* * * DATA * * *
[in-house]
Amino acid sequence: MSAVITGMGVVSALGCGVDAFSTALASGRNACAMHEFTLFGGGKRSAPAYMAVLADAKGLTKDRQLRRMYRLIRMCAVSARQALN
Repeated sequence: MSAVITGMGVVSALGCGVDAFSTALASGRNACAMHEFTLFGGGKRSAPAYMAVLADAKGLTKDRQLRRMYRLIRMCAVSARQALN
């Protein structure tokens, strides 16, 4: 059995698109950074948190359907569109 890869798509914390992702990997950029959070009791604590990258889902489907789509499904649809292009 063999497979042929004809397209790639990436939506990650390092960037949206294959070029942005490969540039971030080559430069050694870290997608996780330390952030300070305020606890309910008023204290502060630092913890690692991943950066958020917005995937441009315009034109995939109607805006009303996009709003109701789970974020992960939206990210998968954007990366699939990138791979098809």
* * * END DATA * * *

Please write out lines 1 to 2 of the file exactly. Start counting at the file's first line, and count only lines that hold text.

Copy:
[in-house]
Amino acid sequence: MSAVITGMGVVSALGCGVDAFSTALASGRNACAMHEFTLFGGGKRSAPAYMAVLADAKGLTKDRQLRRMYRLIRMCAVSARQALN